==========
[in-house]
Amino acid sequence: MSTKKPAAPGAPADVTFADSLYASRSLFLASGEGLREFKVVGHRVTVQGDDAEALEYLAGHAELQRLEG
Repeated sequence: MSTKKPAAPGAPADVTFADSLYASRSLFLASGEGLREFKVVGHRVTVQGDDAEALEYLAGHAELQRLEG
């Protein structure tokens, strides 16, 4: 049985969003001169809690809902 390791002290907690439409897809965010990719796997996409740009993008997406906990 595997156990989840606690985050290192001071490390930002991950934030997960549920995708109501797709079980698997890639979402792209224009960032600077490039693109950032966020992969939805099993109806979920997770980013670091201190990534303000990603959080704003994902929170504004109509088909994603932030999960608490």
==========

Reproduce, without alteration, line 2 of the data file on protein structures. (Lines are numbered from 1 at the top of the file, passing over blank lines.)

Amino acid sequence: MSTKKPAAPGAPADVTFADSLYASRSLFLASGEGLREFKVVGHRVTVQGDDAEALEYLAGHAELQRLEG